May 9, 2016
Even Mel Brooks, one of the funniest people to ever live, couldn’t have imagined the joke that Uber and Lyft made of the election process here in Austin. Proposition 1, an election the two corporations asked for — or, depending on your point of view, forced on Austinites this past Saturday — was the election version of Brooks’ classic play and movie “The Producers”.
Well, sort of.
“The Producers” is a story about two Broadway conmen who only want to make money and try to do it by deliberately producing a flop.
The flop is called “Springtime for Hitler”, and to everyone’s surprise, it’s a hit. They failed by succeeding.
Uber and Lyft simply failed.
They took a petition signed by 65,000 people — that’s a pretty big base to start a campaign with — and used the City of Austin Charter to call an election at pretty considerable cost to taxpayers.
They then spent over $8 million — an amazing amount of money — to lose an election, thanks in large part to misleading and heavy-handed tactics that annoyed and riled up voters.
If Uber and Lyft, like Bialystock and Bloom, had conspired to take a pretty popular transportation service, tons of initial support plus all of that money and tried to lose an election by becoming seen as misleading bullies, well, that might have been funny. You know, the way farces are funny.
But in the case of the Producers of Prop. 1, they just created a wasteful farce.
From the beginning, this was an example of some very poor local community decision-making on a topic — transportation and how new mobility options could help us — that deserved a smart, honest and substantive conversation.
This rapidly devolved into overly simplistic, all-or-nothing, winner-take-all politics. Both sides demonized each other, which is typical of bad policy discussions.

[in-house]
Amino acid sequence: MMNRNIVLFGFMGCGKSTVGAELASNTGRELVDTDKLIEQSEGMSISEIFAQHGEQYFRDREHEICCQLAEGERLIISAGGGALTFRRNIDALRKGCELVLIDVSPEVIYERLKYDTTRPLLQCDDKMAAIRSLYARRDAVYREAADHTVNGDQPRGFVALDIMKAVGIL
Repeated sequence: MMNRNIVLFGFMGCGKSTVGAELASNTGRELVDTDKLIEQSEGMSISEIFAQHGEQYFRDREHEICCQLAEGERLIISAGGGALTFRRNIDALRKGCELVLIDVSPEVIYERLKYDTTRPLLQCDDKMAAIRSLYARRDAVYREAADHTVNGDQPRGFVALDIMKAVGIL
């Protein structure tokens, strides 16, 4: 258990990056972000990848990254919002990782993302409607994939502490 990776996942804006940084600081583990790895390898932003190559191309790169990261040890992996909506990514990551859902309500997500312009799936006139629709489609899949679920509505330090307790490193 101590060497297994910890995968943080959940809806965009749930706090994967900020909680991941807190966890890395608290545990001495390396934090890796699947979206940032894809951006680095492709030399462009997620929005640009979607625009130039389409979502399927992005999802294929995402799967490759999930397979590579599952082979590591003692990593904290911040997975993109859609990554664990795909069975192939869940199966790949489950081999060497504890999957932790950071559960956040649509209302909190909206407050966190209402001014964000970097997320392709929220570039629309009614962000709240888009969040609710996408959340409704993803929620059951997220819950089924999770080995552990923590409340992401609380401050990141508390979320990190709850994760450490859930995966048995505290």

There were legitimate reasons to vote for and against Prop. 1. We should and could have had that discussion.
Unfortunately, some folks are already taking the worst lessons from this election. The votes were barely counted when some state officials started attacking a local election and proclaiming the need to preempt local democracy.
It would be a huge mistake to take this episode as anything other than what it was. This obviously doesn’t reflect how Austin feels about tech innovators. And it’s not an example of an overzealous regulation.
Frequently at the Capitol, we’re reminded that elections matter. Well, they do. And so do voters. They’ve spoken here and deserve respect.
One state elected official even suggested the legislature needs to overturn the “tyranny” of a local election. Another said it’s an example of trampling liberty.
Really? A process where a couple of corporations got to use the city’s version of its constitution to call an election, opened a basically unlimited campaign tab to get their message out, and where voters heard both sides and made up their minds? That’s democracy—you can’t call it tyranny or trampling liberty just because you’d have it the other way (if you lived here to begin with).
Come to think of it, tyranny and trampling liberty is overturning that kind of process.
If Uber and Lyft leave Austin, a town that has real mobility needs will miss having them here. But they don’t have to leave Austin.
If both sides can cut out a few months of scar tissue, focus on finding common ground and really try to craft a good public policy, we can get to a good place—maybe even a place that other Texas cities and the Legislature would like to get to. Of course, elected officials at all levels of government will need to also participate in good faith.
If they do, we can produce ourselves an actual hit. Wouldn’t it be great to see everyone do something right, and do it on purpose?